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Session II.3 - Real-Number Complexity

Thursday, June 15, 14:00 ~ 14:30

New developments on the existential theory of the reals.

Till Miltzow

Utrecht University, Netherlands   -   This email address is being protected from spambots. You need JavaScript enabled to view it.

In Computational Complexity Theory, we categorize algorithmic problems by their difficulty level. Those levels have names like P, PSPACE, NP, PPAD, #P, ER, and many more. They are usually referred to as complexity classes.

One such class (the existential theory of the reals) is denoted by ER and encapsulates all problems that are equally difficult to feasibility. In feasibility, we want to find an x∈R^n such that p(x)=0. Here, p is a polynomial with integer coefficients. Interestingly, it turns out that many relevant problems in Computer Science are equivalent to this core problem. Examples are geometric packing, training neural networks, or finding Nash Equilibria.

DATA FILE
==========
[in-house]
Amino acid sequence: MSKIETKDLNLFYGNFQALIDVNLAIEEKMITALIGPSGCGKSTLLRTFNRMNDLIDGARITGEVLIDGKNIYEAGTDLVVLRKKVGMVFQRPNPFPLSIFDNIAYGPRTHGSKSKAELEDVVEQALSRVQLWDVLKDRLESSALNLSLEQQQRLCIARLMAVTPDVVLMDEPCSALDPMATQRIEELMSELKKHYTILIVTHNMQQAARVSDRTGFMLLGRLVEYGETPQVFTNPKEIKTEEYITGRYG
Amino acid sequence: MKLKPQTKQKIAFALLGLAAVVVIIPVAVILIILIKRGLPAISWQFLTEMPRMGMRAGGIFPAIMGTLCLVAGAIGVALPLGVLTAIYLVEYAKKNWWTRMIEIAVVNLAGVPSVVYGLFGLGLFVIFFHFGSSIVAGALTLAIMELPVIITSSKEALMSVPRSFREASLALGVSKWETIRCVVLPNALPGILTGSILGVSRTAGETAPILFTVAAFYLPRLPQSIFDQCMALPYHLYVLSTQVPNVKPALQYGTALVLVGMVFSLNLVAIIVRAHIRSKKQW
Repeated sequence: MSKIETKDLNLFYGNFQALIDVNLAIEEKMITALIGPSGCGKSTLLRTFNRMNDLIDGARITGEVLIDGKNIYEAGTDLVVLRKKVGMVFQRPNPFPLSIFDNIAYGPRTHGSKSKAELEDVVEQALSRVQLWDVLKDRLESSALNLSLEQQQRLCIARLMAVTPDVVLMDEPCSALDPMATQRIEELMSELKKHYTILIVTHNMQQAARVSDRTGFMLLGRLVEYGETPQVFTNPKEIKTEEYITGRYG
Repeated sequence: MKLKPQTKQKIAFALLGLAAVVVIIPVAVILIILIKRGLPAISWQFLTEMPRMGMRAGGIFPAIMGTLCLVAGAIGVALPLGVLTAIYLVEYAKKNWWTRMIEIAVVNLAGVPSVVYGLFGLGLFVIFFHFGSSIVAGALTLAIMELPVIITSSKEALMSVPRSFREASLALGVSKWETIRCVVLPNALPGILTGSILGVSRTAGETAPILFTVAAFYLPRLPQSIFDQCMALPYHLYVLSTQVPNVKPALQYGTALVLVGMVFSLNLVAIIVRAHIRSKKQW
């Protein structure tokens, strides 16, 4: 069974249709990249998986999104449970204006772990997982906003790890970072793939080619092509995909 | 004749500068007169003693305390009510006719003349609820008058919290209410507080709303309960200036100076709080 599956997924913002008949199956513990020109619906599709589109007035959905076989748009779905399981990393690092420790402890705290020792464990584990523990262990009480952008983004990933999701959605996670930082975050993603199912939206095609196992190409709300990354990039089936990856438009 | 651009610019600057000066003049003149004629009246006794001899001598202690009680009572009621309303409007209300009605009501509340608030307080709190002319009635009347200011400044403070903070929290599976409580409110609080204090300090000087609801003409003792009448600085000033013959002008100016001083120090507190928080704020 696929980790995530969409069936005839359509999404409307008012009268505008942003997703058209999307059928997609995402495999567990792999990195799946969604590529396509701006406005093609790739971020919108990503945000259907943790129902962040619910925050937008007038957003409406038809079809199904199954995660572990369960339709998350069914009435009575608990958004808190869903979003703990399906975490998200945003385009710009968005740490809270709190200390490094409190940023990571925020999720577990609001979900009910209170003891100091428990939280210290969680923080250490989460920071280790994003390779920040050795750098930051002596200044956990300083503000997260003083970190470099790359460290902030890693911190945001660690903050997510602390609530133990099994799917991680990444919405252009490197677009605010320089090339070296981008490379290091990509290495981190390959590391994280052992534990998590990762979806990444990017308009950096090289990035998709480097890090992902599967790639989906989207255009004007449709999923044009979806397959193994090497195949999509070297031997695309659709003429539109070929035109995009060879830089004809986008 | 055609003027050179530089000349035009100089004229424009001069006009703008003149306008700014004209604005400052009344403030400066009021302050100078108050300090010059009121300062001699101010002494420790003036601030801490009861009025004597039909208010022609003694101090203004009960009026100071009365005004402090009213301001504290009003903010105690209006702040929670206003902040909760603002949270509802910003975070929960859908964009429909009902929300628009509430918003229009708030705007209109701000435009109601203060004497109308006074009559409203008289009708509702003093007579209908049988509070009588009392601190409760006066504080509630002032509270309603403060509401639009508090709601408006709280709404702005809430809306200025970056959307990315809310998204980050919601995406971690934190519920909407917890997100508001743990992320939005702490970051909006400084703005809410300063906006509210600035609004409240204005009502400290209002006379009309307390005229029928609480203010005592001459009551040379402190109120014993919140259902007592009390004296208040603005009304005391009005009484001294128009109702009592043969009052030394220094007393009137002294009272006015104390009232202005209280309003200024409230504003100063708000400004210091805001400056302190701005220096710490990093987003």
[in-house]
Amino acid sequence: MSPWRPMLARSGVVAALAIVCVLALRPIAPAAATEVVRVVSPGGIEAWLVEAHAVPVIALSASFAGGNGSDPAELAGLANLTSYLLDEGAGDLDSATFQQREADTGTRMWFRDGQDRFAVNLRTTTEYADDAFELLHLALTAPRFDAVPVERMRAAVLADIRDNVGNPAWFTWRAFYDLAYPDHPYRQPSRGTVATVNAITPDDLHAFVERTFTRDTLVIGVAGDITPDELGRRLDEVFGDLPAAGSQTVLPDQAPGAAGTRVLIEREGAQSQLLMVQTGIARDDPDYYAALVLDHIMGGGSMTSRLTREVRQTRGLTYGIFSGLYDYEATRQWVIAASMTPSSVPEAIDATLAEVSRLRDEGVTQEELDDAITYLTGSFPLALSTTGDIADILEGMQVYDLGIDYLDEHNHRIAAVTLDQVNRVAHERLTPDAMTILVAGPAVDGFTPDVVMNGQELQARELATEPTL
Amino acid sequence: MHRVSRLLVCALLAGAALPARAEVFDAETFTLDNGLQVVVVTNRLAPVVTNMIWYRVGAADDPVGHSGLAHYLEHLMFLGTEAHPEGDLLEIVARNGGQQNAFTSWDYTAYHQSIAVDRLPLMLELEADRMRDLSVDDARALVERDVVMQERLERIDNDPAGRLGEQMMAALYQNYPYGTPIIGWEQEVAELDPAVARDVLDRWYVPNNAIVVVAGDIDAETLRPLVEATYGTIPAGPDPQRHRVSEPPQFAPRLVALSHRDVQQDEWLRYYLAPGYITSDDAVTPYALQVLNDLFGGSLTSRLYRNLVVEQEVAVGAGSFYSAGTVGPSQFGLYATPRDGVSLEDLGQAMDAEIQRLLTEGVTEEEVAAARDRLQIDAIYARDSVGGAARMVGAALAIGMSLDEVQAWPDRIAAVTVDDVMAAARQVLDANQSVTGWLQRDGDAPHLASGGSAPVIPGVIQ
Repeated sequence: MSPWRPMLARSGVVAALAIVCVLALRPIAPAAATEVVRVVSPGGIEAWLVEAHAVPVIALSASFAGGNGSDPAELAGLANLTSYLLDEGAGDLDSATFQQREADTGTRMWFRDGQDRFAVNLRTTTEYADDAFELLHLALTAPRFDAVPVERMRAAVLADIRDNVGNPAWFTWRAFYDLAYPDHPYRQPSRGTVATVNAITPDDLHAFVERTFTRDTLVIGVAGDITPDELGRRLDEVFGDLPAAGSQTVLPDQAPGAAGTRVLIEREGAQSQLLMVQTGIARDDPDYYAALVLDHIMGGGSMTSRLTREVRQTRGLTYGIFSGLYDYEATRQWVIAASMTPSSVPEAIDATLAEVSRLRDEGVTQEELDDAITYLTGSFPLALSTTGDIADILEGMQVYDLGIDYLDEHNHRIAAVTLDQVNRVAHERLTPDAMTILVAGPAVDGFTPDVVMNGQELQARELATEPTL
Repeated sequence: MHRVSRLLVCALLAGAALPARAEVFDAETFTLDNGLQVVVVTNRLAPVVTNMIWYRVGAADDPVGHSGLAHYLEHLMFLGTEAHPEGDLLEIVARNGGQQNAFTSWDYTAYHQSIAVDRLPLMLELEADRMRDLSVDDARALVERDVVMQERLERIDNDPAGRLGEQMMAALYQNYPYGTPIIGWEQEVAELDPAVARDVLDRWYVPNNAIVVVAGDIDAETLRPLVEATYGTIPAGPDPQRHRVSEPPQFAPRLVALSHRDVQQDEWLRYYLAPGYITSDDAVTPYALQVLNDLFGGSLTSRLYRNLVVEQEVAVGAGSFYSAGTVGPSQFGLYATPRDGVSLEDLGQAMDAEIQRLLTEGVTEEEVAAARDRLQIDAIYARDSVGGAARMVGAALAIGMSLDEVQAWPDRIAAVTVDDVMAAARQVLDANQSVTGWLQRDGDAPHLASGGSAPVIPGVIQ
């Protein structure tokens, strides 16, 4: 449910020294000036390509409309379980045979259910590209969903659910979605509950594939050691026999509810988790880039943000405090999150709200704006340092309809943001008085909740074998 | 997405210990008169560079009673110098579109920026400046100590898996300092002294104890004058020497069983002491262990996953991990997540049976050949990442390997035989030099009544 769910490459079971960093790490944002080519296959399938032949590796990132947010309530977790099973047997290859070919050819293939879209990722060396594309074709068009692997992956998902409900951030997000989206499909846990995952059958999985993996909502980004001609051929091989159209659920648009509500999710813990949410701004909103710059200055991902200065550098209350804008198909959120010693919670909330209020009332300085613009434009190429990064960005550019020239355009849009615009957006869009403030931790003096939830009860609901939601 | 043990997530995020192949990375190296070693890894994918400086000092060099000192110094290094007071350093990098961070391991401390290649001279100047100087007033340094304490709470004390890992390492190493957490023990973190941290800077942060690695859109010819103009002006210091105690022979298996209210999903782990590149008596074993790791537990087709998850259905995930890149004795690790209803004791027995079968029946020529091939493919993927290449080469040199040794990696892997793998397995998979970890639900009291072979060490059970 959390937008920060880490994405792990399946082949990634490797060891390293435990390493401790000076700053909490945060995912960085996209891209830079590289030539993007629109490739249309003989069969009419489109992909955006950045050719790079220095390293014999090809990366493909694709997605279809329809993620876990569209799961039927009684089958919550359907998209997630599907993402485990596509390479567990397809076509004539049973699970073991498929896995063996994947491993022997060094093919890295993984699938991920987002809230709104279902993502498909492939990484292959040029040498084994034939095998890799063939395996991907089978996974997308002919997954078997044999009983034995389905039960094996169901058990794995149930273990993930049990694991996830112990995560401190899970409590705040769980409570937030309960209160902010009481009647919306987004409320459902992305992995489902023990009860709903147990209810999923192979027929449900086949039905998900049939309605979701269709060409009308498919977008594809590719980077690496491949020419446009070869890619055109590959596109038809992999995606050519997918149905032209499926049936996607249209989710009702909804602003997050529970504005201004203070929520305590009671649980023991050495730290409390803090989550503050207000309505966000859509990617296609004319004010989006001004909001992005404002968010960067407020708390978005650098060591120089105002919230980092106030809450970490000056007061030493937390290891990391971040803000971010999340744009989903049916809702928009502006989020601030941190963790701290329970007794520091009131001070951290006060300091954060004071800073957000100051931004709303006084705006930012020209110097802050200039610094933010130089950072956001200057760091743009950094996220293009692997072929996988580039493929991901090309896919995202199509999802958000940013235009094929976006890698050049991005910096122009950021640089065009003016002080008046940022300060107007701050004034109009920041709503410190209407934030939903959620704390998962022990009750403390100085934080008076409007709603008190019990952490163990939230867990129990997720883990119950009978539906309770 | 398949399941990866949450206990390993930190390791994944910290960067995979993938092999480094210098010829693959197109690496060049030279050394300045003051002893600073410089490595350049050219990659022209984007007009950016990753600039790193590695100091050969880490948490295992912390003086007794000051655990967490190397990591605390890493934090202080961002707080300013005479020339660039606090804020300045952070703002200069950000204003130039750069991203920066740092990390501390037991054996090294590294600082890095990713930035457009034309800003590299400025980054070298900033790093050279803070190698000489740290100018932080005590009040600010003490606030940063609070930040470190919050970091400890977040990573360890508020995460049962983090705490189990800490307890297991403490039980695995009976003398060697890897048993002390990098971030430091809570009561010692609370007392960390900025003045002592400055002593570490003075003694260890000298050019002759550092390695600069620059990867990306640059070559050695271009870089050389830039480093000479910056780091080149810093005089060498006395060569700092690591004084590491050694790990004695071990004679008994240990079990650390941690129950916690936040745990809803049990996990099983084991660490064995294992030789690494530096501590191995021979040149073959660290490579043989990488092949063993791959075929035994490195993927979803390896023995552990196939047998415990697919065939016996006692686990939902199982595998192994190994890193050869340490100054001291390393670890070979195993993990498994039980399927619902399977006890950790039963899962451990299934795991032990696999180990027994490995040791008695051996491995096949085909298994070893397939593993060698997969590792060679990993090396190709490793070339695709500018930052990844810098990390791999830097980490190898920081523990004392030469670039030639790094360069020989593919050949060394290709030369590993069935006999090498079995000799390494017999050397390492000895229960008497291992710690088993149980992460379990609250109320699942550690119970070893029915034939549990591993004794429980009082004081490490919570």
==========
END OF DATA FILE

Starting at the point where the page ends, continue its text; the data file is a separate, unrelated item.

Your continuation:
To illustrate the implications let us take the example of packing geometric objects, by rotation and translation. Clearly, this problem can be solved by solving polynomial equations. Recent results state that it is not possible to do so without solving polynomial equations. (Or at least methods that are powerful enough to solve polynomial equations.) This explains at least partially, the lack of algorithmic progress on geometric packing, compared to other algorithmic problems like the traveling salesperson problem. We want to note that practical difficulty might be easier, as real-life instances might have more structure than adversary worst-case examples. Still, complexity classes give an important indication of practical difficulty.

In this talk, we will give highlights on the complexity class ER from the last decade.

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